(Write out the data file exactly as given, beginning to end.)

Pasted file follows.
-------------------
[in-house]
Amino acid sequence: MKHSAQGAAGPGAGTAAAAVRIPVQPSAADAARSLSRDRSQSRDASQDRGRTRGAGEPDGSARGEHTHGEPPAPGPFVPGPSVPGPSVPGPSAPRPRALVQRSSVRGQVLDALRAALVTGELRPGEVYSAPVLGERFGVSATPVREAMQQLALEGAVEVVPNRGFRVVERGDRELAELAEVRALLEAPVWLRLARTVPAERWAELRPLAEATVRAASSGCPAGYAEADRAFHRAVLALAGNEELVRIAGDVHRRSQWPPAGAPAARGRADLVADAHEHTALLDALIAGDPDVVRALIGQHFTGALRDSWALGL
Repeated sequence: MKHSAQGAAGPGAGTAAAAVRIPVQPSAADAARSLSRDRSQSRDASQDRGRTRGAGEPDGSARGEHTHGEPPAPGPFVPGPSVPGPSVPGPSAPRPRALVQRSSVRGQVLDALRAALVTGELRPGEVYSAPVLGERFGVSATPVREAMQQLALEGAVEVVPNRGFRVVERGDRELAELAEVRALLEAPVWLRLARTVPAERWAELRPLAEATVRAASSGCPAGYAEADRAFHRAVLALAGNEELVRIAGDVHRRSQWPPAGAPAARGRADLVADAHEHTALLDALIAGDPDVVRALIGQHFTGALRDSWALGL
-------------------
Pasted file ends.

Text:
[in-house]
Amino acid sequence: MKHSAQGAAGPGAGTAAAAVRIPVQPSAADAARSLSRDRSQSRDASQDRGRTRGAGEPDGSARGEHTHGEPPAPGPFVPGPSVPGPSVPGPSAPRPRALVQRSSVRGQVLDALRAALVTGELRPGEVYSAPVLGERFGVSATPVREAMQQLALEGAVEVVPNRGFRVVERGDRELAELAEVRALLEAPVWLRLARTVPAERWAELRPLAEATVRAASSGCPAGYAEADRAFHRAVLALAGNEELVRIAGDVHRRSQWPPAGAPAARGRADLVADAHEHTALLDALIAGDPDVVRALIGQHFTGALRDSWALGL
Repeated sequence: MKHSAQGAAGPGAGTAAAAVRIPVQPSAADAARSLSRDRSQSRDASQDRGRTRGAGEPDGSARGEHTHGEPPAPGPFVPGPSVPGPSVPGPSAPRPRALVQRSSVRGQVLDALRAALVTGELRPGEVYSAPVLGERFGVSATPVREAMQQLALEGAVEVVPNRGFRVVERGDRELAELAEVRALLEAPVWLRLARTVPAERWAELRPLAEATVRAASSGCPAGYAEADRAFHRAVLALAGNEELVRIAGDVHRRSQWPPAGAPAARGRADLVADAHEHTALLDALIAGDPDVVRALIGQHFTGALRDSWALGL